Video quality was excellent on the Viewsonic VA1912wb LCD. Whether at the desktop, using MS Word, or gaming, the quality was the same as plugging directly into the video card instead of the KVM.



The front USB hub allows our Logitech RumblePad 2 USB gamepad to function on both computers, and switching back and forth between say, Race Driver: Grid on one and NFS Hot Pursuit 2 on another, gave us zero issues. We did come across a couple of minor and/or annoying issues during game testing. The MS PS/2 keyboard had a polling problem in World of Warcraft. Using the WASD keys to move in the game, if holding the W key to move forward, hitting A or S or D or any key actually, would cause the character to come to a complete stop. This is more than annoying while playing, but it isn’t a deal-breaker, as long as you have a USB keyboard. Once we plugged in the Aopen USB keyboard into the front USB hub port of the CS1782, this problem went away.

We also encountered this issue while playing Vegas and Vegas 2, but it was slightly more odd in the sense that holding W key to move your character forward, would only be interrupted/stopped if you hit D to turn right, as your character would come to a complete stop, forcing you to let go of W and then pressing it again. However, if while holding W to move forward, you held down the A key, your character would continue moving forward-left. The oddest thing about it, is that it was more apparent in Vegas 2, but it didn’t occur 100% of the time. Using the Aopen USB keyboard made this issue disappear instantly.

Tony Hawk Pro Skater 3 was the last game to show any strange issues while the computers were hooked in to the CS1782. The Logitech gamepad had zero problems, but trying to type anything with the PS/2 keyboard in the menus (character creation, etc) was basically impossible. Once again, using the Aopen PS/2 keyboard resolved this issue completely, which leads me to believe the problem is something to do with the way PS/2 devices “poll” (or ask) for CPU time. I’ve submitted this question to Aten, and I will update this review with a reply as soon as I receive it. I’ll hopefully get to use that Firmware Upgrade Port! (Some of us just cannot resist flashing a bios/firmware!).

Update: I asked Bill @ Aten about this, and he gave me a reply:

“We need to put some firmware between the keyboard and the output of the KVM (emulation), this firmware reads special key stroke combinations to allow the KVM to independently switch video, audio and USB sharing between computers. By necessity this emulation needs to be as basic as possible and because of this simplicity sometime programmed keys or special gaming key combinations are not passed through the KVM to the computer.”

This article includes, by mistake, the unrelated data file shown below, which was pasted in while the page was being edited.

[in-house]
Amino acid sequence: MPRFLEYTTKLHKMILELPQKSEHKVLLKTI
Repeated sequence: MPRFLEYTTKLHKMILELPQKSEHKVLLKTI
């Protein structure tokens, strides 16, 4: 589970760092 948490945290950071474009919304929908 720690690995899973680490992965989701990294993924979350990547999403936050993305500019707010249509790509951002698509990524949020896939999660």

The audio ports up front work properly, and more importantly, they work to give you front audio headphone + mic inputs for computers that don’t have front audio ports (or don’t have them hooked up). Anyone who has a Creative or other PCI sound card but doesn’t have the front-panel device that goes with it, knows the pain of not being able to plug your headset/mic into the front of the computer. The CS1782 does the job perfectly because the KVM is plugged into the rear ports of your sound card, eliminating much cursing as you try to reach around the back of your computer to plug in the headset/mic (and going back and forth between headset/mic and speakers = triple cursing grrrr).

How did the audio sound? Since I don’t have a true 7.1 system, I could only test with 6.1’s and 5.1’s. I noticed no discernable audio degradation going through the CS1782 while plugged into either speaker set. The Klipsch 5.1’s almost always allow me to hear differences in audio, as I almost always use them in digital optical mode with a Creative DTS-100 decoder. Yet even at high volumes with both computers playing Winamp FLAC (lossless) audio files through the analog cables (the CS1782 doesn't support digital optical/coax), it sounded almost exactly the same as if the computers were plugged directly into the DTS-100 (typical difference between digital and analog which isn't all that much unless you have audiophile ears and extremely expensive hardware to differentiate sound qualities).